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DIY Series

December 6th, 2008

“The beginning of knowledge is the discovery of something we do not understand.” – Frank Herbert

I was on a day-off yesterday. I usually spend my free time sleeping, watching TV, going to the mall or visiting my relatives and friends in Novaliches. I spend my free time as much as possible away from the computer. But this time it’s different. A friend asked me to visit his computer shop and see what went wrong. His shop has been closed for almost two months now, and he wants to sell all the 22 units.

So I went with him to his place. Upon seeing the site I was amazed at how good the place is. It’s right in the middle of a fast growing community. The place is well ventilated and maybe at par with the design of leading net cafes in our area. The place should be earning instead of incurring loses. I wondered what went wrong. I asked him about his computer specs, and according to him his units run in 512 MB of RAM and 128 MB of video card, 12 of these powered by Intel Pentium 4 and the remaining 10 by AMD Sempron. Upon hearing it I asked about his Internet connection, and he replied he has two broadband connections — one is Globe; the other one is a PLDT MyDSL Biz. Just by his reply I knew it should be running smoothly, but he says most customers complain is about lagging and slow Internet connection. After inspecting some of his computers, I found out why. The machine is running on 256 MB and the video card is 64MB, half of the specs that he told me. The culprit is his technician.

It’s December now, and as a present for my readers I intend to write a DIY or Do-It-Yourself series for computer, ranging from troubleshooting, formatting and configuring you PC. For some it may be, basic but for the others like the one I stated above it maybe helpful so watch out for it.

DIY: Knowing what’s on your machine.

It’s now common to hear a story about computer owner who fall victim to an abusive computer technician who replaces some parts of their machine to a substandard or cheaper one. In fact almost all of the customers I’ve rendered my service are aware of this, and I also intentionally let them know.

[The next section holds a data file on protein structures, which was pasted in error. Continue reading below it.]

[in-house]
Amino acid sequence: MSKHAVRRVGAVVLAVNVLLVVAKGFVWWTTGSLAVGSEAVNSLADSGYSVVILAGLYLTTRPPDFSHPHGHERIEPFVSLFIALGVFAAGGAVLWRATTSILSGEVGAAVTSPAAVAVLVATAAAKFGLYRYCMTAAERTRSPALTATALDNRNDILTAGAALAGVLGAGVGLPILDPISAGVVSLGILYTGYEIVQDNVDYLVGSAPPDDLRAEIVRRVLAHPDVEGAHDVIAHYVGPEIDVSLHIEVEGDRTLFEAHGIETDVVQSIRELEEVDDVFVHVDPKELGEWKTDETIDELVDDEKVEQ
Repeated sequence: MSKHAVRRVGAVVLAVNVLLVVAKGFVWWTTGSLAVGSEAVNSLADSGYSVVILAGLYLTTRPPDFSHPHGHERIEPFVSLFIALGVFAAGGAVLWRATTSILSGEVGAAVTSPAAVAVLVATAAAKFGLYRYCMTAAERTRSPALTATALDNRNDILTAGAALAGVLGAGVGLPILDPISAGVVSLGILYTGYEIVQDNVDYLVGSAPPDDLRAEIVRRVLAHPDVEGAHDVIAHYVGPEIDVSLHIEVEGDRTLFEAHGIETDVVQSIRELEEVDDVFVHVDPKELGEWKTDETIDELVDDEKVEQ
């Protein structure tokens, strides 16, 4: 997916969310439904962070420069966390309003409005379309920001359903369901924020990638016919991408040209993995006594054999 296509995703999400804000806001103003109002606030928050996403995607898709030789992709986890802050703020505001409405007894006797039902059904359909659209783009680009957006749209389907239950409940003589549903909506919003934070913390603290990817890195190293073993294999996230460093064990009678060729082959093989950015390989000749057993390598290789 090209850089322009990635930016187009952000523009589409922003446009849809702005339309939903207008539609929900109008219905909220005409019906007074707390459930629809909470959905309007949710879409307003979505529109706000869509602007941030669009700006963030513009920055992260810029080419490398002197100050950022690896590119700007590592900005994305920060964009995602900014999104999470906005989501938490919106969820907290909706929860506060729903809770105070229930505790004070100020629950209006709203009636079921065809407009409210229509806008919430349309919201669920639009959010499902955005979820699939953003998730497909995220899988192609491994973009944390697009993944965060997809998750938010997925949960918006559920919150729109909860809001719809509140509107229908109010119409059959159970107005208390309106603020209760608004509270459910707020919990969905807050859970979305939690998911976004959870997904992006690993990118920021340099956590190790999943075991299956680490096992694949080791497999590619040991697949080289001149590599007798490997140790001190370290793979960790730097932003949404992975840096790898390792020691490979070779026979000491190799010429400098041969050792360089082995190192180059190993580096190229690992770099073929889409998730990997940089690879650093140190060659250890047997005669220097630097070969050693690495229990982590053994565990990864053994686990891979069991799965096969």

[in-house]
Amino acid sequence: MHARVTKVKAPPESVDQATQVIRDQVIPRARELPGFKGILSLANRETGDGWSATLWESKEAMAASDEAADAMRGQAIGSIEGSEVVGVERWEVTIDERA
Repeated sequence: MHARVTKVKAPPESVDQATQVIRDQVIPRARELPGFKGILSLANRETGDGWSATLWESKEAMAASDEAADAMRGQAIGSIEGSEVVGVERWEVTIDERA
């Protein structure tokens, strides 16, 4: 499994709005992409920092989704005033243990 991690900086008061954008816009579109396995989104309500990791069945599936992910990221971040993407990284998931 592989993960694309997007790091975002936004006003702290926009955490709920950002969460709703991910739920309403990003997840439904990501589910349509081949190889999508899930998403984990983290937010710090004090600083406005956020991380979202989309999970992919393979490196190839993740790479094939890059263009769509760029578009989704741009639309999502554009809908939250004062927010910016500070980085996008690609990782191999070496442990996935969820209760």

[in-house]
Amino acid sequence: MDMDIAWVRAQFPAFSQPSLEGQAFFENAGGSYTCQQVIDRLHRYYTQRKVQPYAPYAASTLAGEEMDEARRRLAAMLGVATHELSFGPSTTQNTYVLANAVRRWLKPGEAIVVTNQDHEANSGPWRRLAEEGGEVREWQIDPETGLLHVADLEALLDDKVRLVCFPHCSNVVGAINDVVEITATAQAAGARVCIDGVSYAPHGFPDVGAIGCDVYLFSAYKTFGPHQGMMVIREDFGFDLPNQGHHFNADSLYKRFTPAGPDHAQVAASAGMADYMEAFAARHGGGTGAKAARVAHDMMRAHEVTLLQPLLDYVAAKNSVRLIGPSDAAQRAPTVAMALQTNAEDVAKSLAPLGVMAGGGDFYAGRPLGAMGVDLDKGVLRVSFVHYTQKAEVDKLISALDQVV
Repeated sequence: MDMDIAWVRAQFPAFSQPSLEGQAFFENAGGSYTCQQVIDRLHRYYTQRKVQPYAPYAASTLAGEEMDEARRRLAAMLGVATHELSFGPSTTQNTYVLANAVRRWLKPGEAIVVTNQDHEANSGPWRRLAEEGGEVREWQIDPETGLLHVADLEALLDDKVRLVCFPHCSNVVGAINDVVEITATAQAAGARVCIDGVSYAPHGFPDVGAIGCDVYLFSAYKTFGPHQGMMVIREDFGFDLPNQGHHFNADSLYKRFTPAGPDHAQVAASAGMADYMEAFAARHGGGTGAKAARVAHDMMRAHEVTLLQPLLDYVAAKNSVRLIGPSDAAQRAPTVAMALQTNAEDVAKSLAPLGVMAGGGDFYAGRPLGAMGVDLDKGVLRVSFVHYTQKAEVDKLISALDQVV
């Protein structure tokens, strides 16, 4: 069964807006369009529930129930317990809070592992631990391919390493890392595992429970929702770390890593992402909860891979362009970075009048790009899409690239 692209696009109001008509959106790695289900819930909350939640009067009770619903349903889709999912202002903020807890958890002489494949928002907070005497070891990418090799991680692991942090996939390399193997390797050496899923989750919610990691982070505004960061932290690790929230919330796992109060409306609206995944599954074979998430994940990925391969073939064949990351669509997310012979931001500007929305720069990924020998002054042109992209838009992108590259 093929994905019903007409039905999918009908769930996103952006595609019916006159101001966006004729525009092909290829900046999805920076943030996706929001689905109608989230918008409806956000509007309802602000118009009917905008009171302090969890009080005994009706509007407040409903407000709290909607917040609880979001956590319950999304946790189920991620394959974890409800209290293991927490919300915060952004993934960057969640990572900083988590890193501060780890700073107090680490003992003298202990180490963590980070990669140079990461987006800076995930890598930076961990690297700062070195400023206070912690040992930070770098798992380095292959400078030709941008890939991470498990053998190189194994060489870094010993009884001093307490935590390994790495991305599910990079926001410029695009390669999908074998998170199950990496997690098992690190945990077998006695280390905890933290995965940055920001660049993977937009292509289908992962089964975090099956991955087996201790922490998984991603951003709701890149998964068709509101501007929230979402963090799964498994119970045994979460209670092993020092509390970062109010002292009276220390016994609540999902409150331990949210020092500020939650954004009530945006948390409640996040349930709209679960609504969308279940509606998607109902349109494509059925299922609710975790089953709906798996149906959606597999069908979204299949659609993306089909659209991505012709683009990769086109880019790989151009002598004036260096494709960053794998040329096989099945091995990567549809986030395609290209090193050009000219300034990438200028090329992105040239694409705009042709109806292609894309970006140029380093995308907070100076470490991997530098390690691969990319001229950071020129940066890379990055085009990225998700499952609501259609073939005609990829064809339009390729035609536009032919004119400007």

There are two ways to know what’s inside your CPU. One is to know thru software and the other is thru physical inspection.

1. Software: This is perhaps the easiest way of knowing what’s inside your CPU. You can use different software ranging from diagnostic tools to benchmarking.

Diagnostic Tools: If you’re using Windows based program, you can used diagnostic command to know your system. START–>RUN–>type dxdiag–>press ENTER.

3DMark: Software under the Futuremark company, a World leader in 3D, PC and mobile performance benchmarks. 3DMark software estimate hardware performance in current and future games and applications. It’s not a free program but you can download a trial version.

Other Programs: There are lots of benchmarking programs for CPUs, most are free but I will not take the risk of recommending it to you especially if I don’t have a personal knowledge about it. But here is a site about free benchmarking tools by Major Geeks.

2. Physical Inspection: This might not be the most accurate way of knowing your hardware, but it gives you the advantage of knowing what’s inside your CPU without the operating system. But if you’re not comfortable dissecting your CPU, it’s better to leave everything to a professional because one wrong move in your CPU can blow your entire motherboard

REMEMBER:

Know what the specs of your computer are before you leave it in the hands of a computer technician. It’s not that I’m teaching you not to trust a technician; I’m a computer technician myself. But it’s your right to know what you have in your machine and you deserve to have exactly the same specs once he’s done with it.

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